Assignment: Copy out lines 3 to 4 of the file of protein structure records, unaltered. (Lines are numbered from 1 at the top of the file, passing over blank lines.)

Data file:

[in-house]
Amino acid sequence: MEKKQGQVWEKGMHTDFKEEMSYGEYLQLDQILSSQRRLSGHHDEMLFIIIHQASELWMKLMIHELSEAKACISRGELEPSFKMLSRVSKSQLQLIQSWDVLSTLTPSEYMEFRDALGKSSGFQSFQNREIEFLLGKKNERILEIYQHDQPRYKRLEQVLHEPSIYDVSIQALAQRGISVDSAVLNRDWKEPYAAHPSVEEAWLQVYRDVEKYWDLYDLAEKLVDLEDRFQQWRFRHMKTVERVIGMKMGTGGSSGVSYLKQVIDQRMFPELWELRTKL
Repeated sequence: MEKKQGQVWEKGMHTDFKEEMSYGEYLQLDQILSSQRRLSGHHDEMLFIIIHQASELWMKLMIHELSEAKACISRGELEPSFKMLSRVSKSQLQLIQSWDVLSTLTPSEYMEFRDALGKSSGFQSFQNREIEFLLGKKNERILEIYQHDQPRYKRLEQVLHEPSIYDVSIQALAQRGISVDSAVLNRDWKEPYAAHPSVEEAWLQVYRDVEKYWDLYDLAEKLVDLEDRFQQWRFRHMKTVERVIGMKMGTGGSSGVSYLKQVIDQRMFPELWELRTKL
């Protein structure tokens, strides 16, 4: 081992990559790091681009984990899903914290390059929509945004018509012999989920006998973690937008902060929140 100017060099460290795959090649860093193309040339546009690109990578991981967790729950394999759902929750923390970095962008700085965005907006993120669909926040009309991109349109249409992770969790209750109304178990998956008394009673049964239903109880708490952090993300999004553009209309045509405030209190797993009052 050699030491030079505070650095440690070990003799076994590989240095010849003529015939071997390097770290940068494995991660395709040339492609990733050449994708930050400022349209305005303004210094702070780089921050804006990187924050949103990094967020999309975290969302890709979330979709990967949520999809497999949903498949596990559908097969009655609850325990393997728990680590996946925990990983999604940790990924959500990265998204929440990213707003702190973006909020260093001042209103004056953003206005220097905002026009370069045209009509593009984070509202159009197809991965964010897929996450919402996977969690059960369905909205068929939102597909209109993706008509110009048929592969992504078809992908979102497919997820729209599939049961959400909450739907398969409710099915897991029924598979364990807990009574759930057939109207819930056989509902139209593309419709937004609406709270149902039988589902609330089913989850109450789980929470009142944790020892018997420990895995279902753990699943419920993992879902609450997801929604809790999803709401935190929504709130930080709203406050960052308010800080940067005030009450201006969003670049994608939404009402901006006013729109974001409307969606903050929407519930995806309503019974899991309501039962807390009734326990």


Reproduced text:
Repeated sequence: MEKKQGQVWEKGMHTDFKEEMSYGEYLQLDQILSSQRRLSGHHDEMLFIIIHQASELWMKLMIHELSEAKACISRGELEPSFKMLSRVSKSQLQLIQSWDVLSTLTPSEYMEFRDALGKSSGFQSFQNREIEFLLGKKNERILEIYQHDQPRYKRLEQVLHEPSIYDVSIQALAQRGISVDSAVLNRDWKEPYAAHPSVEEAWLQVYRDVEKYWDLYDLAEKLVDLEDRFQQWRFRHMKTVERVIGMKMGTGGSSGVSYLKQVIDQRMFPELWELRTKL
């Protein structure tokens, strides 16, 4: 081992990559790091681009984990899903914290390059929509945004018509012999989920006998973690937008902060929140 100017060099460290795959090649860093193309040339546009690109990578991981967790729950394999759902929750923390970095962008700085965005907006993120669909926040009309991109349109249409992770969790209750109304178990998956008394009673049964239903109880708490952090993300999004553009209309045509405030209190797993009052 050699030491030079505070650095440690070990003799076994590989240095010849003529015939071997390097770290940068494995991660395709040339492609990733050449994708930050400022349209305005303004210094702070780089921050804006990187924050949103990094967020999309975290969302890709979330979709990967949520999809497999949903498949596990559908097969009655609850325990393997728990680590996946925990990983999604940790990924959500990265998204929440990213707003702190973006909020260093001042209103004056953003206005220097905002026009370069045209009509593009984070509202159009197809991965964010897929996450919402996977969690059960369905909205068929939102597909209109993706008509110009048929592969992504078809992908979102497919997820729209599939049961959400909450739907398969409710099915897991029924598979364990807990009574759930057939109207819930056989509902139209593309419709937004609406709270149902039988589902609330089913989850109450789980929470009142944790020892018997420990895995279902753990699943419920993992879902609450997801929604809790999803709401935190929504709130930080709203406050960052308010800080940067005030009450201006969003670049994608939404009402901006006013729109974001409307969606903050929407519930995806309503019974899991309501039962807390009734326990």